I should note that I had a new, fun, cool experience on my first visit to Bombay Street Kitchen.  A family of three was seated near me as all of my dishes were being walked out of the kitchen.  The father asked me what everything I ordered was, and me being me, I very enthusiastically told him what I got, what was in it, and how much I was enjoying it.  When the server came by to take their orders, he told her to just bring him everything I got.  I felt so validated, especially when I asked them how they liked everything.  I can’t speak for the mom or the teenage daughter, but the dad seemed over the moon with all of our selections.  He said “You should be a food writer!”  Of course, me being me, I told him I did write a local food blog.  On my way out, I found a receipt in my pocket (ever the professional), wrote down http://www.saboscrivner.com, and dropped it on their table.  So I says to him, I says “If you’re ever REALLY bored, you should check out my food blog!”

On my second visit today, I met two friends from the Orlando Foodie Forum, a delightful couple who are the coolest people, who make me feel cooler just by being friendly and welcoming toward me.  I met them for the first time in a local French-Vietnamese bakery, Paris Banh Mi, almost two years ago, and somehow they recognized me just from being Facebook friends.  Today was the first time we ever actually hung out and shared a meal, but hopefully not the last.

We started out with  refreshing mango lassis ($3.50 each), and I made mine last, to help neutralize any spicy food ahead.

My friends, much hipper and more worldly than I, have had pani puri before, but I had to order it again to share the pani puri party with them, so they could try Bombay Street Kitchen’s take and check out the little cart:

One of my friends also ordered the lamb keema pav today, and they dug into making their own little sloppy joe sliders with the spicy ground lamb “chili.”  As much as I liked it last weekend, I stayed out of theirs and let them have all the fun with it this time.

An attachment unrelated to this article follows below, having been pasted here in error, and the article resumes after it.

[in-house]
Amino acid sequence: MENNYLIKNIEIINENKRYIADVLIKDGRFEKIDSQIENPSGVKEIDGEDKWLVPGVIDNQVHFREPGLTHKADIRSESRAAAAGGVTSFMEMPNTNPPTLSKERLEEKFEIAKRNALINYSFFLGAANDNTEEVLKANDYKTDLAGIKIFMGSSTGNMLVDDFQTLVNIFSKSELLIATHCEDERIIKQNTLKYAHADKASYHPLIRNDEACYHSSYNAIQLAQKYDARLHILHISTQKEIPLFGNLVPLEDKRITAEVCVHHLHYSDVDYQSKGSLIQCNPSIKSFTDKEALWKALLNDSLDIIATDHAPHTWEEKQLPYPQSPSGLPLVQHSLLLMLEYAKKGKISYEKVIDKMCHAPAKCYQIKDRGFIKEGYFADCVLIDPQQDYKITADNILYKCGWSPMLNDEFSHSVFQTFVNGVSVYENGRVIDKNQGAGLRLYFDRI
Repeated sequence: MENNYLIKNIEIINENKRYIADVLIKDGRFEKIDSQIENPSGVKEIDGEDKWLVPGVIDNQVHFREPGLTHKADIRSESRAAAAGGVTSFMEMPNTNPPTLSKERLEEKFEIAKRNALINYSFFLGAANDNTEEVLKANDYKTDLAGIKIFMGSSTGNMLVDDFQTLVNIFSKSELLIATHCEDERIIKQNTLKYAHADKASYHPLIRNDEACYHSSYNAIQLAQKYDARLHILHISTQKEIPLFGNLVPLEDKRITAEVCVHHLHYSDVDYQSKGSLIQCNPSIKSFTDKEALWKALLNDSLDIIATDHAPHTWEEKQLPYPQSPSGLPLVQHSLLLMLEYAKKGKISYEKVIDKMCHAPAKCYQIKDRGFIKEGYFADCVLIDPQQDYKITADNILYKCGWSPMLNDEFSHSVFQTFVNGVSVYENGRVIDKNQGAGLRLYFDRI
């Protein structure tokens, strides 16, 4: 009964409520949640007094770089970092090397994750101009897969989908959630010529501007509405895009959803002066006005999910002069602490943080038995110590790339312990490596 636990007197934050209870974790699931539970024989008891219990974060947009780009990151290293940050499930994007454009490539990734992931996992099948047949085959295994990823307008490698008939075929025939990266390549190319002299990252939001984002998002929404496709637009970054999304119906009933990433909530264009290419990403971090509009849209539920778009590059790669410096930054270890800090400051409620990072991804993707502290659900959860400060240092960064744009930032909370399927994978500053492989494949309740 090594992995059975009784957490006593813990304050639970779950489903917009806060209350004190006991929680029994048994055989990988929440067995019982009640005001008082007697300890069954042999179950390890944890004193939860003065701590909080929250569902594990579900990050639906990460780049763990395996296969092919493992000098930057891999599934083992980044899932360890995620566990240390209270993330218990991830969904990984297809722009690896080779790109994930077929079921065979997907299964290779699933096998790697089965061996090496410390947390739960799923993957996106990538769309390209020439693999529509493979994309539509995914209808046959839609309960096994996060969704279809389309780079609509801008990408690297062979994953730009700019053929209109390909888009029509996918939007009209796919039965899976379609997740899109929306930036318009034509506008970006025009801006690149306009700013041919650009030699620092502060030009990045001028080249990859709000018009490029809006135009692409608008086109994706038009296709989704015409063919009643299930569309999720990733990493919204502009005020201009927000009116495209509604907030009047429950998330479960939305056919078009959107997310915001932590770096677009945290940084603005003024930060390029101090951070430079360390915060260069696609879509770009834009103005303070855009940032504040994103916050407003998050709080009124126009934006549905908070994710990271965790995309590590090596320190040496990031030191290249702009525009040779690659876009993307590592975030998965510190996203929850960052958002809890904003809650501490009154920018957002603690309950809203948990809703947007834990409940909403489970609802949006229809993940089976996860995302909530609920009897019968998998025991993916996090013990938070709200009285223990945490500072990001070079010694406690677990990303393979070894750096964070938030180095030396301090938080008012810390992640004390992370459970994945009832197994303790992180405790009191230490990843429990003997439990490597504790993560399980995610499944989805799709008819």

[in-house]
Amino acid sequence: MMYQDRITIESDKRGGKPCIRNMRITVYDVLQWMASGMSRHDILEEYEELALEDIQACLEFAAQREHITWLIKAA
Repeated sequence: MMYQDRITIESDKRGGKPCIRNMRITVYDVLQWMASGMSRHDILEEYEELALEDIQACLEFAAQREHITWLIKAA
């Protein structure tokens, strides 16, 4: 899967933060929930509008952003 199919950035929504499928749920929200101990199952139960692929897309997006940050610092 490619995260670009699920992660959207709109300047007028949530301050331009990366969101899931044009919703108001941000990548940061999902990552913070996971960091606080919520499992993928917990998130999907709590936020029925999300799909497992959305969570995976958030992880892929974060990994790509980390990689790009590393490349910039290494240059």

I had my eye on the Szechuan chicken hakka noodles ($11), but my friend ordered it and let me try it.  I was introduced to Indo-Chinese food at Rasa, a really nice Indian restaurant I discovered and reviewed in early 2020, just months before it closed permanently.  I’m glad Bombay Street Kitchen isn’t going anywhere, because this was one of my favorite dishes of the day.  The rice noodles had just a little heat from the chili sauce they were stir-fried in, but nothing overwhelming, like I was expecting from the Szechuan designation.  The chunks of chicken were crispy and savory, and there were nice, tender-yet-crunchy slices of stir-fried onion and multicolored bell peppers mixed into the dish.  I always gravitate toward noodle dishes, and this is one I will remember and return to. 

I had been curious about the chicken momo ($9), a Nepalese dish of pan-fried chicken dumplings.  They tasted even better than they look, and they weren’t spicy, like I had been expecting. 

My friend was excited to see chicken lollipops ($9), so he ordered the dish of chicken “winglets,” rubbed with chili and spices and fried until crispy.  Normally I’d pass on a dish with that description, thinking that I could try fried chicken wings anywhere, but I’m so glad he ordered this and let me try one.  It was so great — very crunchy, tender and juicy, and extremely well-seasoned, with the perfect amount of heat.  Absolutely delicious.  Much more interesting than the name let on.